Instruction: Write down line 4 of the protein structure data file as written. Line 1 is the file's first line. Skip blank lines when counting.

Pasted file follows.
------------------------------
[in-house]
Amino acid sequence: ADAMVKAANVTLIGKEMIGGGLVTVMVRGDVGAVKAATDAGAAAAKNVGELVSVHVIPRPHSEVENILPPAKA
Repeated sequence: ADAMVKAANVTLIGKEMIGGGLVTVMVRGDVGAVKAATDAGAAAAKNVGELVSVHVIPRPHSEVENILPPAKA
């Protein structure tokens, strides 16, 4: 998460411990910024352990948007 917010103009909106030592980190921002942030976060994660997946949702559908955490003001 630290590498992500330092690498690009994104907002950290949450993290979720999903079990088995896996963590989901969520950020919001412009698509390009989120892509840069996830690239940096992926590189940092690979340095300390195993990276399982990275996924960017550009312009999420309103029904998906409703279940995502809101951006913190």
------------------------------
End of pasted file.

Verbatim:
């Protein structure tokens, strides 16, 4: 998460411990910024352990948007 917010103009909106030592980190921002942030976060994660997946949702559908955490003001 630290590498992500330092690498690009994104907002950290949450993290979720999903079990088995896996963590989901969520950020919001412009698509390009989120892509840069996830690239940096992926590189940092690979340095300390195993990276399982990275996924960017550009312009999420309103029904998906409703279940995502809101951006913190």